Had it not been for a case that I had to perform arising reasonably close to the glue debacle, I am not sure I would ever have been able to perform a case again, as the longer I festered the worse it got. For the first year, it destroyed my procedural fluidity, because I was subjecting even the simple parts of a procedure (e.g. arterial puncture) to excessive scrutiny.
After a few years I think the net effect on me as a doctor was probably positive. It made me take a much more global view of risk rather than focussing on technical excellence.
On a personal level, it still causes me pain, and I will never forgive myself for allowing it to happen. This is not to say that I feel I am solely responsible; I accept that I was part of a system that failed, but I was leading that team and I injected the glue."
He is clearly a 'second victim', and his rare skills are now lost; not just to us at GOSH, but to the innumerable potential patients he might have helped. I have absolutely no doubt that the lovely little girl involved needs help, but was this, medical negligence litigation, the best way to get that help? If clinical practice has been universally altered to improve labeling, syringe design and to introduce colour coding, then perhaps it is worth it. I have no evidence that this has happened, but certainly intra-procedural checks in the UK at least are much more robust.
Alternatives to Medical Negligence Litigation
Do these huge settlements really change the likelihood of adverse events happening again happening again? Are these increases in costs sustainable? Do they satisfy the public's ideas of how to reduce of error; views which may be at odds with those of the profession? [xxv]
In 2003, Liam Donaldson, then the Chief Medical Officer, published [xxvi] proposals to reform clinical negligence in the NHS. He described the system at the time as complex, unfair, slow, costly, unsatisfactory for families and encouraging defensiveness and secrecy. Such criticism continues[xxvii]. Many people, myself included, have argued in favour of a transparent, patient-led, outcome-driven NHS. The inadequacies of the clinical negligence system highlighted by Donaldson[xxviii] do not facilitate achieving that goal, and indeed may result in what Keren-Paz has described[xxix] as an 'asymmetric system' damaging the doctors and hospitals without significantly benefitting the patient/victim.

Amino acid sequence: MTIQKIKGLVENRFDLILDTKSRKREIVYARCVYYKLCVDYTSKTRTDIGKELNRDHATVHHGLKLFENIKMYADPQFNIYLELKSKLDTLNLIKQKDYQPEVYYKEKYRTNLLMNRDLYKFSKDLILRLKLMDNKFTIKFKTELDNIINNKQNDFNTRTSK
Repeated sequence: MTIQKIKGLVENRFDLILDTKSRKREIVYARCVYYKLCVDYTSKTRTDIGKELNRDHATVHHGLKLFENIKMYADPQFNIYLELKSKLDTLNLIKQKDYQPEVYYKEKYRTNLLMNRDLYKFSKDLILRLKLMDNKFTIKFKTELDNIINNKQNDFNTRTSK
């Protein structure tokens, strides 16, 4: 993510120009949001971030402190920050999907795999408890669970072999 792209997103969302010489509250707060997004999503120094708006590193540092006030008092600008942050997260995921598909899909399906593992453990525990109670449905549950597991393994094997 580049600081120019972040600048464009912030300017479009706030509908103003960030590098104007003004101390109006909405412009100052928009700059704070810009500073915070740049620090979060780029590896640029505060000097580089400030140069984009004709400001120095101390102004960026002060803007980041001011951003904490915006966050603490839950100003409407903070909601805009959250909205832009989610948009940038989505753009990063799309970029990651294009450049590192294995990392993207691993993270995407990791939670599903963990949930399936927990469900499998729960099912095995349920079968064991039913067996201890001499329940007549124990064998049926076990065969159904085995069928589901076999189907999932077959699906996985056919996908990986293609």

Donaldson recommended a fast track clinical negligence system (discussed in more detail in Cave [xxx]), which would not only deal with compensation but also emphasise correction and communication as defined by Bismark and Dauer[xxxi]. The NHS Redress Act was enacted in 2006, and proposed a redress package that must include an offer of compensation, an explanation, an apology and a report of action taken to prevent similar occurrences. The package could be accepted with the waiver of the right to sue, or rejected. It proposed a consensual, not judicial, process during which legal rights were suspended. The Act fell short[xxxii] of the CMOs recommendations and necessary secondary legislation was not passed, despite support from the appropriate select committee of the House of Commons, and the Act has fallen into abeyance through lack of political will.
Donaldson had also drawn attention to the damaging implications of clinical litigation on both claimants (process too slow, poor information and inappropriate redress) and defendants (stressful, career damaging and expensive). He judged the process to be too expensive and, with the subsequent financial crisis, recession and austerity programs, a drive to cost reduction has dominated government thinking. As Cave [xxxiii] points out, "whilst the cutting of costs of clinical negligence litigation is a worthy goal, ignoring patients' interests will result in damaged confidence in NHS redress and will ultimately necessitate further reform".
As Studdert and Brennan [xxxiv] state, when mistakes are (or may be) the subject of litigation, physicians and institutions strive to cloak them in confidentiality, forgoing opportunities to learn from the problems that lawsuits can sometimes help to illuminate. Only part of the truth will out.
No-Fault Compensation Schemes